Canku Ota - A Newsletter Celebrating Native America
April 22, 2000 - Issue 08

Games We Love to Play
by Vicki Lockard from various sources

Games are far more than a time of play in Native American cultures. They symbolize the chase, the harvest and other fertility events in nature, important ceremonies, events in the agricultural cycle, war remembrances and preparations and the discovery of probable outcomes of human efforts.

A variety of games are found throughout Native America. Although these games vary in methods, rules and materials used, most Native cultures play many of the games that we'll discuss. These games can be divided into two categories: games of chance and games of dexterity. Games of chance include those in which bones or other objects are thrown much like dice, as well as guessing games during which someone tries to guess where an object has been hidden, such as under a moccasin.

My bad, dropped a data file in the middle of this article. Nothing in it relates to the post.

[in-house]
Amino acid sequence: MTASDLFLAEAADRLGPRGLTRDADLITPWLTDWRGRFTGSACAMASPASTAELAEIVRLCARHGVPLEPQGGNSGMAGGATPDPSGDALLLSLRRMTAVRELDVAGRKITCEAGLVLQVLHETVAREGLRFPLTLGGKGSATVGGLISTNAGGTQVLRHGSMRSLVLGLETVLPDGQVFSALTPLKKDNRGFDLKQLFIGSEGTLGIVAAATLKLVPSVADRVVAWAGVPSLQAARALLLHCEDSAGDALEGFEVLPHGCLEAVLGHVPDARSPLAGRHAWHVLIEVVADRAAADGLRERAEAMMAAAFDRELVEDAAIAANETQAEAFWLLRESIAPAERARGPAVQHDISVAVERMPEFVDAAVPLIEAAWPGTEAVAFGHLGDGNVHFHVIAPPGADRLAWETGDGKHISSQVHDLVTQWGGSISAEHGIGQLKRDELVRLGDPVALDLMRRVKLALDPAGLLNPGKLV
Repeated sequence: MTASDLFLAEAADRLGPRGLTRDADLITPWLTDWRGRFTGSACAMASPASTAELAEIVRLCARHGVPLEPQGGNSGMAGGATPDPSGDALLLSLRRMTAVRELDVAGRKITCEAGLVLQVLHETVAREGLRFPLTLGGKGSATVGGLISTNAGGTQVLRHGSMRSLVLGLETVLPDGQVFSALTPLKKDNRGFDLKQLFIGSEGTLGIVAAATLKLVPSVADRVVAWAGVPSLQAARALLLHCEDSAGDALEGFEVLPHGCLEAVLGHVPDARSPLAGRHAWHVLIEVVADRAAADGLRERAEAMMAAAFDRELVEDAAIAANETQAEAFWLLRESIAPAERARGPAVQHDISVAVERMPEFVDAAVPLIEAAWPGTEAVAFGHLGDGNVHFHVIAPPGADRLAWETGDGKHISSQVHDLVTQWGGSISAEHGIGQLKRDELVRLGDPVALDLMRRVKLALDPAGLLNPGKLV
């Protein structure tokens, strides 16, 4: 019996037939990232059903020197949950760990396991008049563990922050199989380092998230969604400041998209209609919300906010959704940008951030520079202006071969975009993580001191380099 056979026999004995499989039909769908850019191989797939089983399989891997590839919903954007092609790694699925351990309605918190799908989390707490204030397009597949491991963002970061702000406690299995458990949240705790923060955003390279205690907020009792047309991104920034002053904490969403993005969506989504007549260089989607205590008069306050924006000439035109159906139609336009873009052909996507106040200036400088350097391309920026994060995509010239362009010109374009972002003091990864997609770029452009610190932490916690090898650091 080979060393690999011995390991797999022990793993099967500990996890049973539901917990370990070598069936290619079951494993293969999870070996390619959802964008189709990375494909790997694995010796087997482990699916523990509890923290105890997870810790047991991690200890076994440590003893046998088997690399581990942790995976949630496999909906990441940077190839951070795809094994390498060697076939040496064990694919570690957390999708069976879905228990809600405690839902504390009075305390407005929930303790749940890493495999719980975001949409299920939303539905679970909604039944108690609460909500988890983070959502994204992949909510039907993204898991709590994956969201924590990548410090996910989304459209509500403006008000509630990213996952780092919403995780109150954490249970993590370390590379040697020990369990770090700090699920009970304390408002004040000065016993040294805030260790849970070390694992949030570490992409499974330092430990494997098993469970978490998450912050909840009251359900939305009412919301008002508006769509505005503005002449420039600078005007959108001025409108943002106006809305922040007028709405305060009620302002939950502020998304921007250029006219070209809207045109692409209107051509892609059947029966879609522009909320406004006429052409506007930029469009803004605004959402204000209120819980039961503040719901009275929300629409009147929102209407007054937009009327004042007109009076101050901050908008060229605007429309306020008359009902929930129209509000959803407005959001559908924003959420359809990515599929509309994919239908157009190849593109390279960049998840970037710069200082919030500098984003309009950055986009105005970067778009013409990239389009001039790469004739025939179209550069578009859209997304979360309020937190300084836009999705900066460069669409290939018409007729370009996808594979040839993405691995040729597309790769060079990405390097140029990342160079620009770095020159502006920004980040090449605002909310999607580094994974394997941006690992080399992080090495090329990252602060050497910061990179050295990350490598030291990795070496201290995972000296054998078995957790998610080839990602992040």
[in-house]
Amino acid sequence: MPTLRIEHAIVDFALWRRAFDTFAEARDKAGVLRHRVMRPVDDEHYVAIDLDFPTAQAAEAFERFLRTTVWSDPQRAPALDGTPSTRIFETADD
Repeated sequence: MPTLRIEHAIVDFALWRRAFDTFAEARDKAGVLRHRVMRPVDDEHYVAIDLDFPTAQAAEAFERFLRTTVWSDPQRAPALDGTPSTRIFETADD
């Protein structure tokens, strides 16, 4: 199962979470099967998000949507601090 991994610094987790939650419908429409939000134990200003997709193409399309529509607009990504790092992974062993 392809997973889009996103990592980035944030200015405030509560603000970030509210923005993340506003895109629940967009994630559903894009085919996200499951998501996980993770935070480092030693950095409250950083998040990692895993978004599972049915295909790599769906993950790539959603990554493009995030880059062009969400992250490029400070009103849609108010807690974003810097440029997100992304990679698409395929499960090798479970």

A lot of modern games and sports share a kinship with traditional Native American games, including:

Archery, Lacrosse. Ice Hockey, Field Hockey, Foot Races. Wrestling, Soccer, Kayaking, Canoeing

Children's traditional games include many that are still played:

          • Tops
          • Cat's Cradle
          • Ball Toss
          • Sledding
          • Juggling
          • Bull Roarer
          • Ring and Pin
          • Shuttlecock (like Badminton)

Games and other activities are some of the many ways that traditional Native Americans enjoy and celebrate the magical time of campfires. Flames leap and dance along with the excitement of the circle of people throughout the evening. Games are played, dances danced, stories told. Finally the fire dies down and so does the energy level. Eyelids grow heavy with sleep. It is said that if the stories have been strong and the time shared in other ways around the fire enjoyable, children will have good thoughts as they slide into the land of dreams.

Games For You to Play

Here are some traditional games for you to play. Some require you to make the equipment. Have fun!!!!!!

Tossed Ball:

Toss a large inflated ball into the air in the midst of a group. Players must try to keep the ball in motion up in the air without letting it fall or touch the ground. Traditionally, this game was played with an inflated animal bladder. A lightweight ball, such as a beach ball will do.